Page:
How different is Nasdaq 100 from S&P 500 in terms of sector exposure and performance – Find out

Since January this year, the difference in returns between Nasdaq 100 and S&P 500 in terms of the downside is startling yet pales in front of the upside in returns generated by Nasdaq earlier. As of August 11, 200, the Nasdaq 100 and S&P 500 were down by 18.55 percent and 11.73 percent respectively. Since July, the two indices have recovered a lot of ground.

The Nasdaq 100 index had a YTD loss of 29.22% compared to the S&P 500 loss of 19.96%, as of June 30, 2022. While notable, this underperformance of 926 bps pales in comparison to 2020’s incredible 3,000+ bps of outperformance, as well as the long-running outperformance trend dating back to 2009.

The first six months of 2022 were a complete meltdown for the stocks with the market in the grip of bears. July was relatively a better month when stock prices recovered. Over the last 1-month, Nasdaq 100 seems to have taken a lead over S&P 500 with returns of 12% and 8% respectively.

In a recent study conducted by the Nasdaq Index Research Team, it was seen that the Nasdaq-100 had outperformed the S&P 500 by a wide margin between December 31, 2007 and June 30, 2022. It was also seen that the Nasdaq-100 TR Index has outperformed 11 out of the 14 full calendar years, with a minimal underperformance of 1.20% in 2021. Also, despite recent overall market volatility, the Nasdaq-100 TR Index has maintained cumulative total returns of approximately 2.2 times that of the S&P500 TR Index.

Nasdaq 100 and S&P 500, the two popular equity indexes for investors globally are distinctly different from each other. While the Nasdaq 100 is a tech-dominated index with not a single company from the financial and banking space, the S&P 500 remains the top-most single indicator of large-cap US stocks representing companies across 11 sectors including Information Technology, Health Care and Communication Services totaling about 50 per cent of the index.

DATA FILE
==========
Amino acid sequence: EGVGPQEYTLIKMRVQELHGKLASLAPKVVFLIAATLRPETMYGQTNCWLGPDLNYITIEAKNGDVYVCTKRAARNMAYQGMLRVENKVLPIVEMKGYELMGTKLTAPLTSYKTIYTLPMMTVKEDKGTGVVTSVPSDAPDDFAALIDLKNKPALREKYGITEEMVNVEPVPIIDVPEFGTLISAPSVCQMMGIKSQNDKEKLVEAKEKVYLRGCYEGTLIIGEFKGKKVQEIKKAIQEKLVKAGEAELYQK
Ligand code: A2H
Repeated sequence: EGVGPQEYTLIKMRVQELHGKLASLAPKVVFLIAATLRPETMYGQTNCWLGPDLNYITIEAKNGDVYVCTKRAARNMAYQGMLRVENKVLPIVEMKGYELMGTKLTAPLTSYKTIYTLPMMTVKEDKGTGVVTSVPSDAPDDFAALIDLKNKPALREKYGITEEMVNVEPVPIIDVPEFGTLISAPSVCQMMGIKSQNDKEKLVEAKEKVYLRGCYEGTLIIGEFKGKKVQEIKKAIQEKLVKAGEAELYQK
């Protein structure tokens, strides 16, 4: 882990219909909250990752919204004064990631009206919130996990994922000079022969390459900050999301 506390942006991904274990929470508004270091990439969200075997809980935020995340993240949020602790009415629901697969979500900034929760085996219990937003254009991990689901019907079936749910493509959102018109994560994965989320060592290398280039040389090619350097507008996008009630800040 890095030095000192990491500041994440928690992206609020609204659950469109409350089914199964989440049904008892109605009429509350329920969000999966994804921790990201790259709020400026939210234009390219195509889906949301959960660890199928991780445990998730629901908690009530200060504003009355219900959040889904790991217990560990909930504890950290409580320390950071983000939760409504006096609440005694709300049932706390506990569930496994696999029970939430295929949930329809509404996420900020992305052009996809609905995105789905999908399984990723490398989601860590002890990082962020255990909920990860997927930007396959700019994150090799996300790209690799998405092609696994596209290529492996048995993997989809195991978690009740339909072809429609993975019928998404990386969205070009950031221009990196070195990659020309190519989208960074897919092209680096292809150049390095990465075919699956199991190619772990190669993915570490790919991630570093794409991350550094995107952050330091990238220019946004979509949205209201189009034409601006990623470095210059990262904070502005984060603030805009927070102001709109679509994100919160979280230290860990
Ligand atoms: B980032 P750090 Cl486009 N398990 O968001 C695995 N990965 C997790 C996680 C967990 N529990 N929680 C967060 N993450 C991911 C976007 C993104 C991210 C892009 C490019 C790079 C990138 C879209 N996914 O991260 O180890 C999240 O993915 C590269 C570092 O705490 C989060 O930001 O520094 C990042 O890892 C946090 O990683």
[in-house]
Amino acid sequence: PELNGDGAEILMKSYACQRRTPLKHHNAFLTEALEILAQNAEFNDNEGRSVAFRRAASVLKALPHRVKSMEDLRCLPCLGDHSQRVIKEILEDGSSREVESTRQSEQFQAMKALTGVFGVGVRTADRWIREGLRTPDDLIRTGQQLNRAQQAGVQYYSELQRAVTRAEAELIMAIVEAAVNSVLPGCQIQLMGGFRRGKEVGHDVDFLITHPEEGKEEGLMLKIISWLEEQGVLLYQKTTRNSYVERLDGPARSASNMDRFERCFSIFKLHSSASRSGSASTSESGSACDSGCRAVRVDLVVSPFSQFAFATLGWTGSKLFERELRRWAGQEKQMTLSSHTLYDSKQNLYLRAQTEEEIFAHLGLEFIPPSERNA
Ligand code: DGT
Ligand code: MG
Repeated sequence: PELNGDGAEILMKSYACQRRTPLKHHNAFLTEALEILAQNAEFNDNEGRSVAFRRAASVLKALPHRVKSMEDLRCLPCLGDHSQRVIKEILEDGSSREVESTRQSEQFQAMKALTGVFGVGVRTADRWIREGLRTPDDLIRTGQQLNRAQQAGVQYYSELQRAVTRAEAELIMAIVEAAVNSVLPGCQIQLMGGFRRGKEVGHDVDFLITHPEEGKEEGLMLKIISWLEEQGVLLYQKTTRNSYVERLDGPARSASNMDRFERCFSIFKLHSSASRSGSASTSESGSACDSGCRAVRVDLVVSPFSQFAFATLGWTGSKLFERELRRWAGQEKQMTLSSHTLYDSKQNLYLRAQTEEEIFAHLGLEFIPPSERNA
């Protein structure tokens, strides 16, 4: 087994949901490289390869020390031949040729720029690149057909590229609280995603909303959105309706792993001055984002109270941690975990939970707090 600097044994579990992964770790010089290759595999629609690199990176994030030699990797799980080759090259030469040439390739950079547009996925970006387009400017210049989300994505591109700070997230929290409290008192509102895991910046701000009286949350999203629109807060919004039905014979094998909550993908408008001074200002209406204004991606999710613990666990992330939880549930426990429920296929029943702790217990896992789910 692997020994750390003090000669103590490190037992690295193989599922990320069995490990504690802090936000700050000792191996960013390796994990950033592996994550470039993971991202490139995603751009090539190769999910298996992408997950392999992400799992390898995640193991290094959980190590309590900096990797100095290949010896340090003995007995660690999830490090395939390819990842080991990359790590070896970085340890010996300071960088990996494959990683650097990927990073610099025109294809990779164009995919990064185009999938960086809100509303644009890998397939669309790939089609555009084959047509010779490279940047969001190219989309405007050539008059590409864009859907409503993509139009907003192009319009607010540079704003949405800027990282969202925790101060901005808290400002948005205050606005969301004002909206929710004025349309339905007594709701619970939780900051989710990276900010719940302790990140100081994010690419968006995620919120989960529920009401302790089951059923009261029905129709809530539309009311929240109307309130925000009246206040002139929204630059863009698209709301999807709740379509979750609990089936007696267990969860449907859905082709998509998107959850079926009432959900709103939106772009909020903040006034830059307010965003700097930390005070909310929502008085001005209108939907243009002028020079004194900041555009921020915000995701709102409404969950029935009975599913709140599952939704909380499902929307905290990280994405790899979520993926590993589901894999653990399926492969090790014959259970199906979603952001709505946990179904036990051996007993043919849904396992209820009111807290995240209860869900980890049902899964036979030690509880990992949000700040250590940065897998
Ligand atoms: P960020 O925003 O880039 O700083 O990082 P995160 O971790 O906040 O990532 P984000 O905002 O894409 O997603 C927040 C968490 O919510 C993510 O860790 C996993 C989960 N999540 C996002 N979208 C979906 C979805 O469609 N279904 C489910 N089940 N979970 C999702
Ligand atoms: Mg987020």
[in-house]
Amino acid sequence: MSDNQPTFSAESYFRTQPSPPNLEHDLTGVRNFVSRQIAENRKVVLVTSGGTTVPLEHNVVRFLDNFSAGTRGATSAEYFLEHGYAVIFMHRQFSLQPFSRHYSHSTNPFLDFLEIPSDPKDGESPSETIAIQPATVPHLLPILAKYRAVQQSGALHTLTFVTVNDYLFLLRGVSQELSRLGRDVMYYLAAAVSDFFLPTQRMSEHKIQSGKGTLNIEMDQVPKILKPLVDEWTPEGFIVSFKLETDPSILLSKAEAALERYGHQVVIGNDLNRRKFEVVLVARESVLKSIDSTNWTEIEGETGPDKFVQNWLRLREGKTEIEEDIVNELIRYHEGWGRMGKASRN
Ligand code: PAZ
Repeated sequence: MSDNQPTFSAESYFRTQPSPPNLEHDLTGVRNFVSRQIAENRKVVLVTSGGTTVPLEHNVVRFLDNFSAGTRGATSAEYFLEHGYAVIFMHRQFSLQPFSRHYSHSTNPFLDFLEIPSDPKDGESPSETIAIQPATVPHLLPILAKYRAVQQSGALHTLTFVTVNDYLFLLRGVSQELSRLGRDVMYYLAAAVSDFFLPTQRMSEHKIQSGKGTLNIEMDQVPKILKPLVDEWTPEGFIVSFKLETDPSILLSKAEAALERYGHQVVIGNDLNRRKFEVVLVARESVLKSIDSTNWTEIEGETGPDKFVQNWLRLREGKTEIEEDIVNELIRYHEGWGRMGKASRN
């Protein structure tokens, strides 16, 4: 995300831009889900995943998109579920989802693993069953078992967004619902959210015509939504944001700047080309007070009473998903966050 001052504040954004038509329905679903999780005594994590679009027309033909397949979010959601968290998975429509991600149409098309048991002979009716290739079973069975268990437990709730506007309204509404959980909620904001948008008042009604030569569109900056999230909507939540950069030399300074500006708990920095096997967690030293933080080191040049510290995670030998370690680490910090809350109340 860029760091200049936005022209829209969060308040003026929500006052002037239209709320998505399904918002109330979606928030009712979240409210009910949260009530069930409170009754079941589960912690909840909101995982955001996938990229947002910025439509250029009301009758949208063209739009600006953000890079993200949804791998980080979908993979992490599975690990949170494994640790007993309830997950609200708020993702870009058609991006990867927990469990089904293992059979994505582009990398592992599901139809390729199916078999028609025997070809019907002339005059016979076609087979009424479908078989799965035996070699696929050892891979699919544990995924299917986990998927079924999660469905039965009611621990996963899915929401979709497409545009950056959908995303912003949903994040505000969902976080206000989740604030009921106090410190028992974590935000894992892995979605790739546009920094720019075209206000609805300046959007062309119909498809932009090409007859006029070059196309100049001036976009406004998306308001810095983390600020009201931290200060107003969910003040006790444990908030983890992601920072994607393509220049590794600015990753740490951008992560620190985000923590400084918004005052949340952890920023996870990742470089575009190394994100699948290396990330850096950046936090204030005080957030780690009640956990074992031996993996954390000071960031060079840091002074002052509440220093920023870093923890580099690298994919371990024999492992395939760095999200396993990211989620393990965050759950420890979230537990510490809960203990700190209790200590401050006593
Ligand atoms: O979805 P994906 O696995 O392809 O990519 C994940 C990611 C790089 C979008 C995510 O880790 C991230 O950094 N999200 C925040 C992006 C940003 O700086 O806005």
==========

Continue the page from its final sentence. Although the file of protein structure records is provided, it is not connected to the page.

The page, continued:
Some of the top US global companies part of the Nasdaq 100 are Microsoft, Apple, Amazon, Alphabet (Google), Meta (Facebook), Intel, Cisco Systems, Comcast, Pepsico, Tesla, Nvidia, Adobe and Paypal. When it comes to the formidable list of stocks in S&P 500, in addition to some of the top blue technology stocks as listed on Nasdaq, Johnson & Johnson, Berkshire Hathaway, Visa Inc, JP Morgan Chase are a part of the index.

The outsized allocations to both Technology and Consumer Discretionary have helped propel the Nasdaq-100 Index to multiple new all-time highs since the Covid-19 pandemic, most recently in mid-November 2021.

The long-run growth trend of companies in these industries has persisted in spite of the widespread economic disruption from the COVID-19 pandemic and remains generally strong even in the face of rising inflation and interest rates.
Given the way technology is influencing the world and making companies more efficient, there is a strong possibility that this trend will continue into the future.

For a long-term investor, it is better to remain diversified and be allocated to both Nasdaq 100 and S&P 500 indices either through individual stocks or ETFs.

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